A Sun reporter has been cleared of plotting with a Government press officer to illegally leak a string of stories, including secrets of Alistair Darling’s 2010 budget, the Press Association reported.
Clodagh Hartley was accused of paying Her Majesty’s Revenue and Customs (“HMRC”) press officer Jonathan Hall around £17,000 for the tips over a period of three years.
She is the first journalist from the newspaper to be acquitted on charges arising from Scotland Yard’s Operation Elveden investigation of payments to public officials by journalists.
The court had heard that Hartley had suggested to Hall that he should channel the News International payments through the bank account of his girlfriend Marta Bukarewicz because he was a “protected source”.
Hartley, 40, and Bukarewicz, 45, who had denied conspiracy to commit misconduct in a public office, were today acquitted by a jury following a trial at the Old Bailey.
The jury had been told that Hall accepted that he supplied stories to Hartley for which he was paid but he was not in the dock. He is due to be sentenced for misconduct in February.
After she was found not guilty, Hartley burst into tears and mouthed “thank you” to the jury before leaving the dock.
The trial heard that in March 2010 Hall gave the Whitehall editor information which went into an exclusive double-page spread about Mr Darling’s budget before he stood up to deliver it to MPs. A financial trail revealed that Hall was paid £750 for the story.
He was also paid £500 for a story in December 2009 about celebrities including Kelly Brook being paid as part of a £1.3 million taxpayer-funded TV campaign publicising the Government website Directgov.
Prosecutor Zoe Johnson QC had told jurors:
“This is not a trial involving whistle-blowing in a noble cause. It is a case in which Hall, the HMRC press officer, was motivated by greed and Miss Hartley, the journalist, was motivated by acquiring the next big scoop or exclusive. Many of you will have sympathy for journalists who expose mismanagement and inefficiency in government departments but that is not what this case is about.”
Alexandra Healy QC, defending, said it would be “quite wrong” to convict Hartley of a plot to commit a criminal act, arguing: “She was doing her job. She did it well. She did what was asked of her and everybody knew what she was doing.”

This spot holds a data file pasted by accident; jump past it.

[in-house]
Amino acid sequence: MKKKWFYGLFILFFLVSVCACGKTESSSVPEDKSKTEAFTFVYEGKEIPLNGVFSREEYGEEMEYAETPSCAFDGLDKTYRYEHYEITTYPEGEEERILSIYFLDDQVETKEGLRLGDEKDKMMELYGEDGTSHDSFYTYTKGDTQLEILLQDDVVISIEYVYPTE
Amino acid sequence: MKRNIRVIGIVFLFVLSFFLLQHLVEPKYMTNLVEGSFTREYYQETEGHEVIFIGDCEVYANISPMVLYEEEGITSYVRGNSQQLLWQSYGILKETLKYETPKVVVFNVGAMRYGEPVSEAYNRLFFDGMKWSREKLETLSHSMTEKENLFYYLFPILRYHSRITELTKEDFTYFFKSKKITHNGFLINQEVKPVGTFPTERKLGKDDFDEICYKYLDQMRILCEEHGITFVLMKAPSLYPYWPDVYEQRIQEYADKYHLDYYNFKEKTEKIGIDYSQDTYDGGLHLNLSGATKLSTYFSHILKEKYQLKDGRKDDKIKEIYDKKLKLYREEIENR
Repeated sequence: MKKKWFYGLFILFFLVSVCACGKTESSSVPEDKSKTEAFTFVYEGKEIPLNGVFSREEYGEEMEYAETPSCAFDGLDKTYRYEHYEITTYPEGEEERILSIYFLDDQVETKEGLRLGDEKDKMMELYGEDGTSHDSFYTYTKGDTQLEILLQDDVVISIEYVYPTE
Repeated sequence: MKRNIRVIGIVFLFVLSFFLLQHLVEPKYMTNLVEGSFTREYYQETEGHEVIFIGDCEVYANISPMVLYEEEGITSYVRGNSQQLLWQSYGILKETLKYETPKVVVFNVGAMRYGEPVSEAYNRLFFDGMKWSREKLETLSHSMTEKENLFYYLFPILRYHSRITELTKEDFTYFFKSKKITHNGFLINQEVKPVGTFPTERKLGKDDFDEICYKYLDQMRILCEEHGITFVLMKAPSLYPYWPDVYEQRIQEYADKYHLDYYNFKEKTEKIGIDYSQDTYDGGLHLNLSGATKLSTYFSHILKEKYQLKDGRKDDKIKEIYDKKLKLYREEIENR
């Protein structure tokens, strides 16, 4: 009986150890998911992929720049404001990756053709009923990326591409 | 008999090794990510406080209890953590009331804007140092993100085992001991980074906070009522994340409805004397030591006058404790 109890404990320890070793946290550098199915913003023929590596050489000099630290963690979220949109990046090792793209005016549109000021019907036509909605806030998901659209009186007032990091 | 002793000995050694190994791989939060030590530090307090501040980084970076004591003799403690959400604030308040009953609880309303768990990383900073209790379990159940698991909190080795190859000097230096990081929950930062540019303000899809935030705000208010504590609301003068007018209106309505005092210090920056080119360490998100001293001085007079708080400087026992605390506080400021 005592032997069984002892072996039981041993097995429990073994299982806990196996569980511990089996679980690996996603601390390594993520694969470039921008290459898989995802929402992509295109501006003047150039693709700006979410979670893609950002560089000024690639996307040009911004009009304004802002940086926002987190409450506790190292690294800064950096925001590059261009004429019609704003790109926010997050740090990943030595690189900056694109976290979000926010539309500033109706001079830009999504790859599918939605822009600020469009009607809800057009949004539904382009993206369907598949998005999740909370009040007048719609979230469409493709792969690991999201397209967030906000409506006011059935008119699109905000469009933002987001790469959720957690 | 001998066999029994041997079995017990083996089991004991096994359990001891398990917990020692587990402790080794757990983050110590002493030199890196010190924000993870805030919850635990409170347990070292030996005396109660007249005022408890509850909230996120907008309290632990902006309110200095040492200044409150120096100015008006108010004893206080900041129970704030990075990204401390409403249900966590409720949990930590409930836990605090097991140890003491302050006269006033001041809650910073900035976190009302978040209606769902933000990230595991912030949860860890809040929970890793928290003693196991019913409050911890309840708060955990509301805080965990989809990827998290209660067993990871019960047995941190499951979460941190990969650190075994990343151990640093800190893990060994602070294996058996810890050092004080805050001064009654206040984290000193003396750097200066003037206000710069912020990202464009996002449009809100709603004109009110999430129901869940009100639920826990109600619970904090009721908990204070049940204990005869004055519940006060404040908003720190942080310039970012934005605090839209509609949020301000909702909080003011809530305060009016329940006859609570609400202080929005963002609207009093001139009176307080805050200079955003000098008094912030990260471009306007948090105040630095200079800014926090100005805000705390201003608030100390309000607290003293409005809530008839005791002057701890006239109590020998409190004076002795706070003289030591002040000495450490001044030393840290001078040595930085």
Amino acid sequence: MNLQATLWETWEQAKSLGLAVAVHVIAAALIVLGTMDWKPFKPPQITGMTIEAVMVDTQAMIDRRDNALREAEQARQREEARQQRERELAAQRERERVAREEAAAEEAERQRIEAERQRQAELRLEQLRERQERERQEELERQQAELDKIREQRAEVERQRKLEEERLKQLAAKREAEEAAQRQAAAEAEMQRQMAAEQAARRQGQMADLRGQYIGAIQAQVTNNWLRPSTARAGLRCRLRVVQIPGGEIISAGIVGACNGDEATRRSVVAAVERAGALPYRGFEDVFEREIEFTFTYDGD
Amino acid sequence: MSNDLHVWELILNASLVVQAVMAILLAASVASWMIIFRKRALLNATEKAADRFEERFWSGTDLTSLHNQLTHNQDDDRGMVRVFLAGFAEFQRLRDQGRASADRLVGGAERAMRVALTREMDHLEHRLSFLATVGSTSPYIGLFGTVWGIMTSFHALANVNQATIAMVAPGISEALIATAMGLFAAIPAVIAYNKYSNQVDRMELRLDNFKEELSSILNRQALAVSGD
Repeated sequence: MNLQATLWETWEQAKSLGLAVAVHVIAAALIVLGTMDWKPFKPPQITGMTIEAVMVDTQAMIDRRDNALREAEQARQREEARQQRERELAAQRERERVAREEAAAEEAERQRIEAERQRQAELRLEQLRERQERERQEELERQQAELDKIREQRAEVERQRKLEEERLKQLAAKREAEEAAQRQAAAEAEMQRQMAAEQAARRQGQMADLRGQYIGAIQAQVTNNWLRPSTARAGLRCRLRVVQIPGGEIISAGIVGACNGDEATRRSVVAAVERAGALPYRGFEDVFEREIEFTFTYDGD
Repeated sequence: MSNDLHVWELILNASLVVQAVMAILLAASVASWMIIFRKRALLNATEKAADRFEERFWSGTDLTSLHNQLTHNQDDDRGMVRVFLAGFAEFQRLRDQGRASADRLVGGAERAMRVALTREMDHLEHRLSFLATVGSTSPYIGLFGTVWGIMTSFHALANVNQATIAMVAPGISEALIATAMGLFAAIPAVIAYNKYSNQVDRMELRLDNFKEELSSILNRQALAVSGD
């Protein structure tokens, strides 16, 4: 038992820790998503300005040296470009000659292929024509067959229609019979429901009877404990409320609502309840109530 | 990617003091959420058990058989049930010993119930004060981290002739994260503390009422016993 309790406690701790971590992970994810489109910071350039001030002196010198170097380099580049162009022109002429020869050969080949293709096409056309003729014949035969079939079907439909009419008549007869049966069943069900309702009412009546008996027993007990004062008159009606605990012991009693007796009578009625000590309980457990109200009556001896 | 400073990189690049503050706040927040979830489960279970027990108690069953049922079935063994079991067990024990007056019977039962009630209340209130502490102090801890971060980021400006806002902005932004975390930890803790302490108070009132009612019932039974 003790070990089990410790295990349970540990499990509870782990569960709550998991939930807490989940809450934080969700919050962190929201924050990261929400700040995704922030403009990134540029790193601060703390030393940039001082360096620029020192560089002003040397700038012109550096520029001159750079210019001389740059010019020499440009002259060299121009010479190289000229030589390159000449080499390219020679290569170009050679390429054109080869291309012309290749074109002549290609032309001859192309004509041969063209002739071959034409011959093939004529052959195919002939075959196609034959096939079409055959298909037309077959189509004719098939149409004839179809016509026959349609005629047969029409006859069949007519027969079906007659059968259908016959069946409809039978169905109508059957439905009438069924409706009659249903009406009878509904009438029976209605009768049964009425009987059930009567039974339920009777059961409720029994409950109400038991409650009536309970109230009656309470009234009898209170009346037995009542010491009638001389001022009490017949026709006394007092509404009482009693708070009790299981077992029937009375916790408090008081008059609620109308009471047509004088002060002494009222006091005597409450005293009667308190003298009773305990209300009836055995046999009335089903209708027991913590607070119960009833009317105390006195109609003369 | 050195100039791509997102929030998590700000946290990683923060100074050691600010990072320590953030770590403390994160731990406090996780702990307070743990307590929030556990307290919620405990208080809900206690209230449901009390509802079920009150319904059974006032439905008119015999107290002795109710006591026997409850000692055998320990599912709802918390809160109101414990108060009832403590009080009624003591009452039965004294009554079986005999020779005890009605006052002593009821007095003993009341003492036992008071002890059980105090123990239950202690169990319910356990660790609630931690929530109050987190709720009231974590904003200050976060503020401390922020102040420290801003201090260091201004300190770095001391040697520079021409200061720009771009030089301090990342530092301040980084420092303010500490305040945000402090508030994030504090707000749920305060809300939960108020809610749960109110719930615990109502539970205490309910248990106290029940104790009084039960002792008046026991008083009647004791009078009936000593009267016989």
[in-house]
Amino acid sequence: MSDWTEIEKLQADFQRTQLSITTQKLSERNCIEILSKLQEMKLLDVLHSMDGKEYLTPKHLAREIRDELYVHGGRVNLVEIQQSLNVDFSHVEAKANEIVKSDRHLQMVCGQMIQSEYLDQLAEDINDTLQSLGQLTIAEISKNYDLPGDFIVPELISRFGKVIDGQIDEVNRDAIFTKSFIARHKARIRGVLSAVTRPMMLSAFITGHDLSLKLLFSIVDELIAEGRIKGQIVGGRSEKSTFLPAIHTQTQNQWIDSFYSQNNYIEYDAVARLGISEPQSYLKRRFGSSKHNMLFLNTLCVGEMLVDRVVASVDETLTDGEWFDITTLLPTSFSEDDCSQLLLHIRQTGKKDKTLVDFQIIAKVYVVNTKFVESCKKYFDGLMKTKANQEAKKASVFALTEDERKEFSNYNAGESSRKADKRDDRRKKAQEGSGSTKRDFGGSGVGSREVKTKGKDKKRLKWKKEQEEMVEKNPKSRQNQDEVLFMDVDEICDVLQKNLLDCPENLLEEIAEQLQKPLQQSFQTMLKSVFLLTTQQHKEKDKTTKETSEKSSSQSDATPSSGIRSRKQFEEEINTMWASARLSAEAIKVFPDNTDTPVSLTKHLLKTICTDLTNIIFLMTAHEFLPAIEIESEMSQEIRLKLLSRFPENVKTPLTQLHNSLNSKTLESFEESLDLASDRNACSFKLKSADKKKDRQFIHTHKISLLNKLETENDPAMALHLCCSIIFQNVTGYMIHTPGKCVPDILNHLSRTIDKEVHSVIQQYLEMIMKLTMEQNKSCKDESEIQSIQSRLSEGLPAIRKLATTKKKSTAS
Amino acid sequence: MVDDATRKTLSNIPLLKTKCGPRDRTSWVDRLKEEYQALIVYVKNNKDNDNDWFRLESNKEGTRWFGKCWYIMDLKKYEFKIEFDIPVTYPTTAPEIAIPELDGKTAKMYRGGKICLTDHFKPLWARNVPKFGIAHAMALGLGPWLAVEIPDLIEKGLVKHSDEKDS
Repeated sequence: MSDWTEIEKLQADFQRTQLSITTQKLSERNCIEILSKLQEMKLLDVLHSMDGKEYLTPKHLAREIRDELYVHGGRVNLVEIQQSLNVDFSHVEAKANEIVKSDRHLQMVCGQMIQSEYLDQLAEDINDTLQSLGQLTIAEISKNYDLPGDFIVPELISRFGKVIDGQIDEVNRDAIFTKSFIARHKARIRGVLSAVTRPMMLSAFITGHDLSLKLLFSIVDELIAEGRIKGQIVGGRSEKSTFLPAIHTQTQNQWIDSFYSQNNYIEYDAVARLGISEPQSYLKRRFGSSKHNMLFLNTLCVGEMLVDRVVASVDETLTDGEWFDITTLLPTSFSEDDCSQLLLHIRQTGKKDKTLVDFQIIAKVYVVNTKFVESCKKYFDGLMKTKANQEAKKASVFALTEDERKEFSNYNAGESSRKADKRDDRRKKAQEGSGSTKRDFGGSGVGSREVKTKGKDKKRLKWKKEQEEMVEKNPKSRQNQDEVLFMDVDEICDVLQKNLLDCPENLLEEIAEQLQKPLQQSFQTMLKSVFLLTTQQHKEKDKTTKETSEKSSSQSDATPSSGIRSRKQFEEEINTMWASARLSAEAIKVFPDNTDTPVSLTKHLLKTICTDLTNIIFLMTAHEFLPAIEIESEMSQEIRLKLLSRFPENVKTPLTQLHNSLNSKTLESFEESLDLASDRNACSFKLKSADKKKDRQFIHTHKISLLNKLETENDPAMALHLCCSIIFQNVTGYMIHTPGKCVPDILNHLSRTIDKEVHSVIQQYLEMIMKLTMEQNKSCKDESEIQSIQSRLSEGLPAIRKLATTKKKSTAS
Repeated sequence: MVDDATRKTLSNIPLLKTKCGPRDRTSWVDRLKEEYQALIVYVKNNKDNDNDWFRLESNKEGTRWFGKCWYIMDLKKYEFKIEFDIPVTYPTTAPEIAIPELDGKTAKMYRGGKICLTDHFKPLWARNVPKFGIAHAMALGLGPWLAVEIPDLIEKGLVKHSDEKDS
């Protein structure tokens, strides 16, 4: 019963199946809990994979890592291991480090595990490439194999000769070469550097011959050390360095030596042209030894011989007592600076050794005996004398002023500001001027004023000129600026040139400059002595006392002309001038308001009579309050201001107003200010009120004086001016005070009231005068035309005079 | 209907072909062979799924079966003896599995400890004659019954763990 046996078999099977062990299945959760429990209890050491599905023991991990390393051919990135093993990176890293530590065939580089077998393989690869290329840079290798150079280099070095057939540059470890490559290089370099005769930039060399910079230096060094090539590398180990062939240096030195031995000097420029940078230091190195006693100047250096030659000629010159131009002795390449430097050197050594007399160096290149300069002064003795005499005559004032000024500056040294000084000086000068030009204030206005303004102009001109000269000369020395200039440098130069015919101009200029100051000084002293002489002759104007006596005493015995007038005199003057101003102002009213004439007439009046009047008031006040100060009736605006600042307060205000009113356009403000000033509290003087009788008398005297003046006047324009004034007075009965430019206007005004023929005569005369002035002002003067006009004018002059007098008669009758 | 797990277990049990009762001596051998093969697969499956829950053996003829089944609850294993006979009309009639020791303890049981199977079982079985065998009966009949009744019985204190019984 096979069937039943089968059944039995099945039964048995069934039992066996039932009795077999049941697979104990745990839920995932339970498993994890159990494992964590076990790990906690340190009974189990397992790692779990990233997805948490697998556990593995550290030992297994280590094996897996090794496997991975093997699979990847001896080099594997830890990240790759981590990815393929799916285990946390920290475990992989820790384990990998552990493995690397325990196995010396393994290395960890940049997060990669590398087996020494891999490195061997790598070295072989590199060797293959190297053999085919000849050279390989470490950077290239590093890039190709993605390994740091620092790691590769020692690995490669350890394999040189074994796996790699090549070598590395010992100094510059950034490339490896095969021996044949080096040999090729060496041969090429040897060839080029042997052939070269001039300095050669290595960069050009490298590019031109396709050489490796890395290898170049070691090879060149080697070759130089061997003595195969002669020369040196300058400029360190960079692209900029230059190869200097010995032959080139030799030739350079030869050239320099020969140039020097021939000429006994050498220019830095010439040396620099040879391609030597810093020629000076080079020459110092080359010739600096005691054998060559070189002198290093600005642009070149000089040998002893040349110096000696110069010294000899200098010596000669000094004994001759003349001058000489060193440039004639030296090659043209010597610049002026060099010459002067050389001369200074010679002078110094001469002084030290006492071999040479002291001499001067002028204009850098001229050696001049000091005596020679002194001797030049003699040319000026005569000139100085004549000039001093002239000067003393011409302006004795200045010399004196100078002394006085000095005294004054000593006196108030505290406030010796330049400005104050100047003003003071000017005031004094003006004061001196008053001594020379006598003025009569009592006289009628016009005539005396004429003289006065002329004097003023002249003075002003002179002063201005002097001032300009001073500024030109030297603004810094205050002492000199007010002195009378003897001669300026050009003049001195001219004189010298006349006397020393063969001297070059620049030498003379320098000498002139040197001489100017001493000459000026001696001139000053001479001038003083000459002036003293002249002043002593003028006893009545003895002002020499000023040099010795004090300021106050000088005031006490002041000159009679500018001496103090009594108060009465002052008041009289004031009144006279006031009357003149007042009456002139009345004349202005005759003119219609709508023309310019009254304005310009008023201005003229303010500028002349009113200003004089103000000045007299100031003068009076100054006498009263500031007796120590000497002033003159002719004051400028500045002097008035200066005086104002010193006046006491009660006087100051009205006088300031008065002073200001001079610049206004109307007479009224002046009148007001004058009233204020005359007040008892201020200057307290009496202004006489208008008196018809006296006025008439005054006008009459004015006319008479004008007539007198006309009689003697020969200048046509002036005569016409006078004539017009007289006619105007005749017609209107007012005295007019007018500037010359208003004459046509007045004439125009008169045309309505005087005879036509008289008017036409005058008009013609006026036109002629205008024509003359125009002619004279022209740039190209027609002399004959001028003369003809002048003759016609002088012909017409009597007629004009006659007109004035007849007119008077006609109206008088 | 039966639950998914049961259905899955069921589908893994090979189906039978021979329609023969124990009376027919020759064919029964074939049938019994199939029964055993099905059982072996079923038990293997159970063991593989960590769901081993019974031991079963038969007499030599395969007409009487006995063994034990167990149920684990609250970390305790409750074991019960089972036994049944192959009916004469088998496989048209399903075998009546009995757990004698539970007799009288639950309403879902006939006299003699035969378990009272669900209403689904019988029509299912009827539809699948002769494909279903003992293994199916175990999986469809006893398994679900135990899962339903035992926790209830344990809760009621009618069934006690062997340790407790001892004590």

The journalist and mother of two, who was arrested in 2012 by officers from Scotland Yard’s Operation Elveden investigation into payments to public officials, insisted that the stories were in the public interest and at the time it never occurred to her that she was doing anything illegal.
Hartley, of Brockley, south east London, justified the Budget leak by saying it was important for Sun readers to get the story before it was subjected to “spin”.
Media commentator Roy Greenslade, who gave evidence in her defence, insisted that leaks were the “lifeblood” of political journalism in Britain and the cultivation of sources was a key part of the job.
Hall, who joined HMRC in 2009, received more than £4,000 directly from News International between April 2008 and May 2010. After that, Bukarewicz channelled more than £13,000 between June 2010 and July 2011 and kept about £845 for her role, the prosecution said.
But in her defence, Bukarewicz, of Kentish Town, north west London, said Hartley had suggested the arrangement to Hall because he was a “protected source” and it was “standard practice at the Sun”.
She denied taking a cut, saying she kept money back to pay shared bills and to buy plane tickets to Poland to visit her mother and attend her god-daughter’s wedding. Questioned on whether she ever asked her boyfriend about what he was doing, she said: “I trusted him so I didn’t question much, as stupid as it sounds, but I didn’t.”
Ms Johnson said: “I’m going to suggest to you, Miss Bukarewicz, that you knew that what he was doing was illegal.” She replied: “No, I did not. I was not aware.”
The trial came about, the court heard, after News UK, formerly News International, handed over details of internal emails and financial records to officers from Operation Elveden, the Metropolitan Police investigation into newspaper payments to public officials. Two other trials of journalists from The Sun are currently ongoing with others planned for early next year.
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